The Brussels government approved on Saturday the draft execution decree on the extension of the use of the Covid Safe Ticket (CST).
The draft order will move to the Brussels Parliament next, and its approval there would allow the CST to be used in a variety of sectors from 15 October, according to Bruzz.
Minister President Rudi Vervoort (PS) says that the final version takes into account remarks from the Council of State, mainly through clarifications in its justification.
The text of the draft will be available on the website of the Brussels Parliament from next week.
Due to the low vaccination rate in the Brussels Region, the Brussels Government wants to use the CST in a number of sectors now that most coronavirus measures have been lifted.
The CST requirements would be temporary, to last until 30 June 2022.
They’d apply the hotel and catering industry, dance halls and clubs, sports clubs, fitness centres, fairs, the cultural, recreational and festive sector, residential care institutions for vulnerable persons, and events for 50 people or more that are held inside or 200 people events that are held outside.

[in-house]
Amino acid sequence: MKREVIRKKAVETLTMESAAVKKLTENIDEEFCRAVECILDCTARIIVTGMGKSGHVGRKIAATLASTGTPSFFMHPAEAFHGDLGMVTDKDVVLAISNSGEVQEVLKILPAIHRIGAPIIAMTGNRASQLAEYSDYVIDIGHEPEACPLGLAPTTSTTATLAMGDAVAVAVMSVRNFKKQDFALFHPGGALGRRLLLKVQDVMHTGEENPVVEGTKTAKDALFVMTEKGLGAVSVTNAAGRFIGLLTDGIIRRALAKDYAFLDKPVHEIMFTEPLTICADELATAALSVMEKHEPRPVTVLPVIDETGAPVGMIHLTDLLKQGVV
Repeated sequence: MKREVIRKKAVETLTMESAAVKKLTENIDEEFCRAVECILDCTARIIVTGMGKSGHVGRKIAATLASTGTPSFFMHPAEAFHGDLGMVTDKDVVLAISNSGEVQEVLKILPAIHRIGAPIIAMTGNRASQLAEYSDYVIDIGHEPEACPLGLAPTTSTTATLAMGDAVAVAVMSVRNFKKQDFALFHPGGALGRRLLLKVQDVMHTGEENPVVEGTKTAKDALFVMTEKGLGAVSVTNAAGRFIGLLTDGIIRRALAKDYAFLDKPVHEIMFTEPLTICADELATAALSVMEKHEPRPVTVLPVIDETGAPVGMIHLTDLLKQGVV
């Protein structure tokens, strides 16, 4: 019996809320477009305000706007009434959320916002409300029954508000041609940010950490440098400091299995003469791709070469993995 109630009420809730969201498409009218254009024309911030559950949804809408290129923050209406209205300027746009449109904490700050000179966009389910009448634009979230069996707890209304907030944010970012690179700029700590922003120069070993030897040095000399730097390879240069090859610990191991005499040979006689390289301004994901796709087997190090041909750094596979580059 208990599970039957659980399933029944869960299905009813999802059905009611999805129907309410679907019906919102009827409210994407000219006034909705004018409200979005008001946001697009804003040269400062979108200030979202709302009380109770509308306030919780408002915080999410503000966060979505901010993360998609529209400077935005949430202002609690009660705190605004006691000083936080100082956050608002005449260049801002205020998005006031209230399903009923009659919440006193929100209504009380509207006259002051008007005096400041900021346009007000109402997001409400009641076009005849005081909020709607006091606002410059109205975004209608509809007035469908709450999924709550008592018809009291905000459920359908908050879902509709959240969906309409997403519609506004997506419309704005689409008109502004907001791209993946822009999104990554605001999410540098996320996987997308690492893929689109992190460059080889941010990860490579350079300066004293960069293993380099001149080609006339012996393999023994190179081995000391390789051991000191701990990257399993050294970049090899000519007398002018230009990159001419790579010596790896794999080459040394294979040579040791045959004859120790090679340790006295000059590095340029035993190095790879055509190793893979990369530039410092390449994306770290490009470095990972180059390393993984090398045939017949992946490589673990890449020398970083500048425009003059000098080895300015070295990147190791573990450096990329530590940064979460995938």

The CST will never be compulsory for essential activities, for example access to public transport, schools, administrations, work or the bank.
The Brussels Government requested the advice of the Risk Assessment Group (RAG) on the epidemiological situation.
The explanatory statement added to the draft makes clear that the use of the CST “below 50 infections per 100,000 inhabitants within 14 days will only be maintained or extended if the (5) other criteria would change negatively and if there is no contraindication for the RAG.”
The extension that will be voted on this week is temporary and valid for three months.
After one month, the Brussels government has to assess on a monthly basis whether the measure can be maintained or stopped early.
The mayors of Brussels neighbourhoods will have to supervise the application of the measures.
Violators risk fines from €50 to €500, and organisers of violating events can be fined anywhere from €50 to €2,500.